Int J Med Sci 2021; 18(5):1179-1184. doi:10.7150/ijms.53655

Research Paper

Timing of mTORI usage and outcomes in kidney transplant recipients

Lee-Moay Lim, M.D.1,2,3, Lan-Fang Kung4, Mei-Chuan Kuo, M.D.1,5, A-Mei Huang2,6,7, Hung-Tien Kuo, M.D.1,5 Corresponding address

1. Division of Nephrology, Department of Internal Medicine, Kaohsiung Medical University Hospital, Kaohsiung Medical University, Kaohsiung, Taiwan.
2. Graduate Institute of Clinical Medicine, College of Medicine, Kaohsiung Medical University, Kaohsiung, Taiwan.
3. Faculty of Medicine, College of Medicine, Kaohsiung Medical University, Kaohsiung, Taiwan.
4. Department of Nursing, Kaohsiung Medical University Hospital, Kaohsiung, Taiwan.
5. Faculty of Renal Care, College of Medicine, Kaohsiung Medical University, Kaohsiung, Taiwan.
6. Graduate Institute of Medicine, College of Medicine, Kaohsiung Medical University, Kaohsiung, Taiwan.
7. Department of Biochemistry, School of Medicine, College of Medicine, Kaohsiung Medical University, Kaohsiung, Taiwan.

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Citation:
Lim LM, Kung LF, Kuo MC, Huang AM, Kuo HT. Timing of mTORI usage and outcomes in kidney transplant recipients. Int J Med Sci 2021; 18(5):1179-1184. doi:10.7150/ijms.53655. Available from https://www.medsci.org/v18p1179.htm

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Abstract

The introduction of mammalian target of rapamycin inhibitors (mTORi) as immunosuppressive agents has changed the landscape of calcineurin inhibitor-based immunosuppressive regimens. However, the timing of mTORi conversion and its associated outcomes in kidney transplantation have conflicting results. This study investigated the effect of early or late mTORi post-transplant initiation on major transplant outcomes, including post-transplant malignancy, in kidney transplant recipients in our center. We enrolled 201 kidney transplant recipients with surviving function grafts of >3 months between 1983 and 2016. Patients were divided into three groups: early mTORi (initiated within 6 months of kidney transplantation), late mTORi, (mTORi initiation >6 months after kidney transplantation) and no mTORi. The mean creatinine at conversion was 1.46 ± 0.48 mg/dL and 1.30 ± 0.53 mg/dL for the early and late mTORi groups, respectively. During the study period, 10.5% of mTORi users and 19.2% of mTORi nonusers developed malignancy, mainly urothelial carcinoma. After adjustment for confounding factors, mTORi users were found to have a lower incidence of post-transplant malignancy than did nonusers (adjusted OR: 0.28, P = 0.04). No significant difference was observed between early and late mTORi users. Our results verified the potential advantages of mTORi usage in reducing cancer incidence after kidney transplantation. However, no significant result was found related to the timing of mTORi introduction. Future studies should include a longer observation period with a larger cohort.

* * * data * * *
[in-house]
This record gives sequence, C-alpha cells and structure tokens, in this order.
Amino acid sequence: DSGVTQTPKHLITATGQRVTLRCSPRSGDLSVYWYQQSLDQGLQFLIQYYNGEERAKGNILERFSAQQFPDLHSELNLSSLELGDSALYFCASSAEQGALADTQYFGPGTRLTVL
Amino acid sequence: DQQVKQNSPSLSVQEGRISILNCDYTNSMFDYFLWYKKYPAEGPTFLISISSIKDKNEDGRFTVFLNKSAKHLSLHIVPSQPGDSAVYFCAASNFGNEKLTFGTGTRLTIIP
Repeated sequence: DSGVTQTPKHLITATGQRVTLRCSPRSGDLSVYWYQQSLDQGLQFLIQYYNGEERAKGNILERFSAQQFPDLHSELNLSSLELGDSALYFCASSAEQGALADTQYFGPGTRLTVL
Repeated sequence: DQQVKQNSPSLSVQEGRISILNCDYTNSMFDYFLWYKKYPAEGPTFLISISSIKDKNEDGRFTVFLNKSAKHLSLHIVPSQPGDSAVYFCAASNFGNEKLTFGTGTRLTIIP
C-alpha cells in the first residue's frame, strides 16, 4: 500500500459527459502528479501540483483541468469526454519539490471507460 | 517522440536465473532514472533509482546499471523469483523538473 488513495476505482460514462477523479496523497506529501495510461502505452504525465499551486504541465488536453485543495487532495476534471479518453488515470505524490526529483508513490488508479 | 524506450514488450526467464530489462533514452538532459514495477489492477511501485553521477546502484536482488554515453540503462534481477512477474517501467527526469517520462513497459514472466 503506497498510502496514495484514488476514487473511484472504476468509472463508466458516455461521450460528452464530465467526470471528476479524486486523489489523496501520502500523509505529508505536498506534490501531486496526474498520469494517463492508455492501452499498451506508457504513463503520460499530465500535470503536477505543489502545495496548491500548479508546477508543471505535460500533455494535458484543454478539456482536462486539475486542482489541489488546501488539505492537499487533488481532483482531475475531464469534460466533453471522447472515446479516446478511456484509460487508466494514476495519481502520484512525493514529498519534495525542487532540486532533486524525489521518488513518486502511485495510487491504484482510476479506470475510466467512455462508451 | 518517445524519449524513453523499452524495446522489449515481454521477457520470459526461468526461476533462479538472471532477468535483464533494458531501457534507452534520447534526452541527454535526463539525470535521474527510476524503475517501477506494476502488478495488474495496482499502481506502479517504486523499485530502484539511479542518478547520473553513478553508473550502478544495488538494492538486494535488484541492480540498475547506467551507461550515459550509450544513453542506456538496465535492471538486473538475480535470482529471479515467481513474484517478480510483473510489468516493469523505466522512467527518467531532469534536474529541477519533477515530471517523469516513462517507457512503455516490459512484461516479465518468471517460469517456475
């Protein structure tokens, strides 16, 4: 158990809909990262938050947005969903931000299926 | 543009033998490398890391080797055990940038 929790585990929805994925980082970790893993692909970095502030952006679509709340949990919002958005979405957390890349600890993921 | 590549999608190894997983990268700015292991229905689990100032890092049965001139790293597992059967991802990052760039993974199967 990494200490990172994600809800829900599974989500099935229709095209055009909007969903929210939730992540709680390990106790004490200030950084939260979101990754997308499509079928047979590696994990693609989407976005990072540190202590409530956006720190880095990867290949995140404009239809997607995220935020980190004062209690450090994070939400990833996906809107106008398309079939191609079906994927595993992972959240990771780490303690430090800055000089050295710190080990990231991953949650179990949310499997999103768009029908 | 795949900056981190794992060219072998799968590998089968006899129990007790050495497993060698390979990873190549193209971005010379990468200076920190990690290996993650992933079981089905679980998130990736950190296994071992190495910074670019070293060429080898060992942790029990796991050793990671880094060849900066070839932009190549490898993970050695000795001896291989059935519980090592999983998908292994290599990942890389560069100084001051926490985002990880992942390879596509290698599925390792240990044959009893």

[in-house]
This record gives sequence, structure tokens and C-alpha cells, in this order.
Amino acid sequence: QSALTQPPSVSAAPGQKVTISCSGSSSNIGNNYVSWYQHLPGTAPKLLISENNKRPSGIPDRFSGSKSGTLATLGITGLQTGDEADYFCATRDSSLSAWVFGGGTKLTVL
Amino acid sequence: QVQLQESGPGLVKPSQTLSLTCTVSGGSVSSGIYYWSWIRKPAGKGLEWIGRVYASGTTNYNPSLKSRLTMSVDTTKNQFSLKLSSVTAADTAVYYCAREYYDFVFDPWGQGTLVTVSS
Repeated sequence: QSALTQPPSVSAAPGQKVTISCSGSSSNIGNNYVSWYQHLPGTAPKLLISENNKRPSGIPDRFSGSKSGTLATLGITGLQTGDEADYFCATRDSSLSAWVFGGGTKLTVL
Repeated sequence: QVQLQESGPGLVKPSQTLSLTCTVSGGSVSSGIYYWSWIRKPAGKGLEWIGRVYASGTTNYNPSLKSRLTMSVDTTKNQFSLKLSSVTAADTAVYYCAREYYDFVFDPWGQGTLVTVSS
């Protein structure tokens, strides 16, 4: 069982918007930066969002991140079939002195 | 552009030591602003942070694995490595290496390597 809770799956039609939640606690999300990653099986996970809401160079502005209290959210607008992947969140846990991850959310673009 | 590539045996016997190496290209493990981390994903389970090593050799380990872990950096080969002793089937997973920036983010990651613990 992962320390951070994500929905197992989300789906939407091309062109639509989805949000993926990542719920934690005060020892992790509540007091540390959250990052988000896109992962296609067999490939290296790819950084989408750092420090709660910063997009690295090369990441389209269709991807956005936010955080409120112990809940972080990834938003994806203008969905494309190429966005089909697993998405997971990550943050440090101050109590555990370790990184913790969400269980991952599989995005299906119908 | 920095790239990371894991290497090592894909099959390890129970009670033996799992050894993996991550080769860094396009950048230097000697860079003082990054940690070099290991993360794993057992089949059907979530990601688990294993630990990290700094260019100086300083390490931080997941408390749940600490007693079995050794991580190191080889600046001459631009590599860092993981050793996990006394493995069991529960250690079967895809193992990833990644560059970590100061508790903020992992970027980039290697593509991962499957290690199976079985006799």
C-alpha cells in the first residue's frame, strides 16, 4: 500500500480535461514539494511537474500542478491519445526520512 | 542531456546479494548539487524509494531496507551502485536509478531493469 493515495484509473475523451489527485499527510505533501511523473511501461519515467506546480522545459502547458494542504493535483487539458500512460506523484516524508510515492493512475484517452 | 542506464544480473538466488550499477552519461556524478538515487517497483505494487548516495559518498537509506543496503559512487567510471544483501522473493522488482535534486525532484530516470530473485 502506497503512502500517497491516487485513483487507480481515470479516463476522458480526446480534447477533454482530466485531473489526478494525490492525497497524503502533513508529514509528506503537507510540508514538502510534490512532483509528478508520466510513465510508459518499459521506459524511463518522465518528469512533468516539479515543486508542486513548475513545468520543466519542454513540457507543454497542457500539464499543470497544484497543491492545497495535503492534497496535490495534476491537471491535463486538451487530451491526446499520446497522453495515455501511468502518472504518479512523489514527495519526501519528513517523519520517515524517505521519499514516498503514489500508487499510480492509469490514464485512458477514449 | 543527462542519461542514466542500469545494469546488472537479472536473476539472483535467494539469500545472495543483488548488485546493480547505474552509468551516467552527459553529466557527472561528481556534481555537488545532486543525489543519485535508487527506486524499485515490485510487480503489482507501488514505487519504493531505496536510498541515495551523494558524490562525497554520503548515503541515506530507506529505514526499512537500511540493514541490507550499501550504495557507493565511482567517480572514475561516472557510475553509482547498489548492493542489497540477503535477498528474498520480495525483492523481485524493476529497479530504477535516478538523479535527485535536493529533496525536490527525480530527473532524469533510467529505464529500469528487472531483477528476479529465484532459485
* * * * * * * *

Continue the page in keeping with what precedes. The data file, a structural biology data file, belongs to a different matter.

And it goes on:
Keywords: kidney transplantation, immunosuppressant, mammalian target of rapamycin inhibitor (mTORI), outcomes, malignancy

Introduction